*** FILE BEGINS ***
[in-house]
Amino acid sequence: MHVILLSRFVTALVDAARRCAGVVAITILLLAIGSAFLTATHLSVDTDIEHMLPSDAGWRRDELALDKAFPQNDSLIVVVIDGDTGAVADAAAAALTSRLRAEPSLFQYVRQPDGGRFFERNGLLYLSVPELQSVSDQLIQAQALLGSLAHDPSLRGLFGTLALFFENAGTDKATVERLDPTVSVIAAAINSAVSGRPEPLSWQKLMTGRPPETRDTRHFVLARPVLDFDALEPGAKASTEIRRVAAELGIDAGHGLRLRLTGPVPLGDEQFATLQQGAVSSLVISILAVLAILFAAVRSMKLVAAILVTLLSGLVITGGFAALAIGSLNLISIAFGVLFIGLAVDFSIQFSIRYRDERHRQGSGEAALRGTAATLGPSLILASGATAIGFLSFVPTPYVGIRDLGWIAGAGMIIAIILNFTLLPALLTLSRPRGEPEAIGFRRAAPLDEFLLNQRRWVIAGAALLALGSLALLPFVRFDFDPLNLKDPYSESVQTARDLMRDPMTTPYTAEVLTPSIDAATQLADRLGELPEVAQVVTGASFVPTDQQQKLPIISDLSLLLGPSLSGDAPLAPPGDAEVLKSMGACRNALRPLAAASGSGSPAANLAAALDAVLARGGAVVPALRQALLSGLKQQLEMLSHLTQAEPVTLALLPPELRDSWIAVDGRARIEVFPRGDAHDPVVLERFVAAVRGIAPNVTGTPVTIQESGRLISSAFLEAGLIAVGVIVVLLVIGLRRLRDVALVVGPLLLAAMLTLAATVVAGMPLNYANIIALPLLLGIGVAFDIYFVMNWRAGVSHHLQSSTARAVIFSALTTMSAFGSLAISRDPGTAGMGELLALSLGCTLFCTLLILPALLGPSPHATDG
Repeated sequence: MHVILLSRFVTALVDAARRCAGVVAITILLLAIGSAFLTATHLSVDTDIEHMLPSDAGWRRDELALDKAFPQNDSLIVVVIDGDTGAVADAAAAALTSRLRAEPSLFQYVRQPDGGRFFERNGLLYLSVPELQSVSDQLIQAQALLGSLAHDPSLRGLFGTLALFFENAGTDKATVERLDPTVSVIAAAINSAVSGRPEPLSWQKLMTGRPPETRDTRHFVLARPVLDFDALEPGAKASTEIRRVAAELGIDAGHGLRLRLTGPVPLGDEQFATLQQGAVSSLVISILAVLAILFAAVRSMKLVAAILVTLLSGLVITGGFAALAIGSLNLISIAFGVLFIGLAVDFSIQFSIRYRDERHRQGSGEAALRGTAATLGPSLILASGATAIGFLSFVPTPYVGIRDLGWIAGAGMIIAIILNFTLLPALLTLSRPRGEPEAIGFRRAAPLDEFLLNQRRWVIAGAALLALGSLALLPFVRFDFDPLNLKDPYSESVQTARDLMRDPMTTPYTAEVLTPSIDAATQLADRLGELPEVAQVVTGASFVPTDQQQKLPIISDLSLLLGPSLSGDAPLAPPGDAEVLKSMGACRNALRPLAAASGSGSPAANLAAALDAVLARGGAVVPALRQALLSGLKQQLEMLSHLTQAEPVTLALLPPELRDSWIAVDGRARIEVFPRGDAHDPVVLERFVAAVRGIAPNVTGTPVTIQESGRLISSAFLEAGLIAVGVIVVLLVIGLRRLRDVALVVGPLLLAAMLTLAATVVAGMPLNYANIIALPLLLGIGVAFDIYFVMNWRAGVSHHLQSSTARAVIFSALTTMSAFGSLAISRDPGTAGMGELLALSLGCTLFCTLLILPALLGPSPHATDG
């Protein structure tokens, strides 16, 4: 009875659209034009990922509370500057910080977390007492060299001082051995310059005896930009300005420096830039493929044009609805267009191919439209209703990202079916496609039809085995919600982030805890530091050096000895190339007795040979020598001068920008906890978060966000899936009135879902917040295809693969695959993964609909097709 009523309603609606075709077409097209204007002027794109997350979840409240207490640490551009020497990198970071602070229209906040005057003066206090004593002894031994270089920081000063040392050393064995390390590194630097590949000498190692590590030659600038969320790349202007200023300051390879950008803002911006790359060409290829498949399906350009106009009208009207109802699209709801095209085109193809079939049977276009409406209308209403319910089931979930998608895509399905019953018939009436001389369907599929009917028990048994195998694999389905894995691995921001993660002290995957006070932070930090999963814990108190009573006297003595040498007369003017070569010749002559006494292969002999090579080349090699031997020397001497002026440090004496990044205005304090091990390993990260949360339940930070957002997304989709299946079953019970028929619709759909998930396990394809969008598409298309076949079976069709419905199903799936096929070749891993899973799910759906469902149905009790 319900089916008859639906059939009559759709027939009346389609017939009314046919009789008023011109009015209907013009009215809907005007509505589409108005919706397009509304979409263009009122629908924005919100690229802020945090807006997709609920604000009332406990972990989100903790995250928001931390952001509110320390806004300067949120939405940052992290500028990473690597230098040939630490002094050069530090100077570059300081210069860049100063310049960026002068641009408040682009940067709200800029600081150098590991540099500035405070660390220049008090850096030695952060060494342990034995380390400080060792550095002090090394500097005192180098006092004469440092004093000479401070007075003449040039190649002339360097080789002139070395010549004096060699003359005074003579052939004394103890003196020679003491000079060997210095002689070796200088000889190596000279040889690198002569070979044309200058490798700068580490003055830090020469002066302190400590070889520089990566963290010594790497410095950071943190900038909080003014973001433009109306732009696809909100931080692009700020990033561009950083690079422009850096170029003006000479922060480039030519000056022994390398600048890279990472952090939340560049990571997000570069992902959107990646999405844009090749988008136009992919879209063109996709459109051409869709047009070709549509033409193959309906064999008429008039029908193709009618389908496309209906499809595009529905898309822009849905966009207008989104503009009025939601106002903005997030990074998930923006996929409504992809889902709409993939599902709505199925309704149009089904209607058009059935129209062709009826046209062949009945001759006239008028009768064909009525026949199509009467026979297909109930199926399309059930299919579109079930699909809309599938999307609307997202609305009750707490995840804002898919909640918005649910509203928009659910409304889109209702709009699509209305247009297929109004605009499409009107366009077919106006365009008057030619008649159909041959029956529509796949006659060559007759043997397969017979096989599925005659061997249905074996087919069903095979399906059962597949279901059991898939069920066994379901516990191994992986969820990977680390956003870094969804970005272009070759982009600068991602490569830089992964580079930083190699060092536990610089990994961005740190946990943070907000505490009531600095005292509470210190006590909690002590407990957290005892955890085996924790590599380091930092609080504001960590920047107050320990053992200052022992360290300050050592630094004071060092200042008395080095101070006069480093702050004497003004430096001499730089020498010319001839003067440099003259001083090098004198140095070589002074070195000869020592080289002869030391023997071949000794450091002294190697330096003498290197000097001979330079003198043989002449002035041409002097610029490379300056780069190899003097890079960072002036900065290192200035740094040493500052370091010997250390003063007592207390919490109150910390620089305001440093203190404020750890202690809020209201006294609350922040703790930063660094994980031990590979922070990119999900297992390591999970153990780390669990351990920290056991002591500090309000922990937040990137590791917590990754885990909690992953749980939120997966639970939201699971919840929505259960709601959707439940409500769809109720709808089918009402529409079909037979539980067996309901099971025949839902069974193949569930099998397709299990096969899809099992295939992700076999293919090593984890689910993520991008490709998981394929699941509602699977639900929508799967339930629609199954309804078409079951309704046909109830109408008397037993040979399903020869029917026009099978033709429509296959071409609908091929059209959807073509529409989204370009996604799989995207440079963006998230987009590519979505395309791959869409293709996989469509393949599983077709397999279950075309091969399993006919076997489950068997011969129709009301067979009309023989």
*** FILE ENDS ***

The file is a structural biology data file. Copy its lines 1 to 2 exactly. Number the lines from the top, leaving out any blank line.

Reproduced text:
[in-house]
Amino acid sequence: MHVILLSRFVTALVDAARRCAGVVAITILLLAIGSAFLTATHLSVDTDIEHMLPSDAGWRRDELALDKAFPQNDSLIVVVIDGDTGAVADAAAAALTSRLRAEPSLFQYVRQPDGGRFFERNGLLYLSVPELQSVSDQLIQAQALLGSLAHDPSLRGLFGTLALFFENAGTDKATVERLDPTVSVIAAAINSAVSGRPEPLSWQKLMTGRPPETRDTRHFVLARPVLDFDALEPGAKASTEIRRVAAELGIDAGHGLRLRLTGPVPLGDEQFATLQQGAVSSLVISILAVLAILFAAVRSMKLVAAILVTLLSGLVITGGFAALAIGSLNLISIAFGVLFIGLAVDFSIQFSIRYRDERHRQGSGEAALRGTAATLGPSLILASGATAIGFLSFVPTPYVGIRDLGWIAGAGMIIAIILNFTLLPALLTLSRPRGEPEAIGFRRAAPLDEFLLNQRRWVIAGAALLALGSLALLPFVRFDFDPLNLKDPYSESVQTARDLMRDPMTTPYTAEVLTPSIDAATQLADRLGELPEVAQVVTGASFVPTDQQQKLPIISDLSLLLGPSLSGDAPLAPPGDAEVLKSMGACRNALRPLAAASGSGSPAANLAAALDAVLARGGAVVPALRQALLSGLKQQLEMLSHLTQAEPVTLALLPPELRDSWIAVDGRARIEVFPRGDAHDPVVLERFVAAVRGIAPNVTGTPVTIQESGRLISSAFLEAGLIAVGVIVVLLVIGLRRLRDVALVVGPLLLAAMLTLAATVVAGMPLNYANIIALPLLLGIGVAFDIYFVMNWRAGVSHHLQSSTARAVIFSALTTMSAFGSLAISRDPGTAGMGELLALSLGCTLFCTLLILPALLGPSPHATDG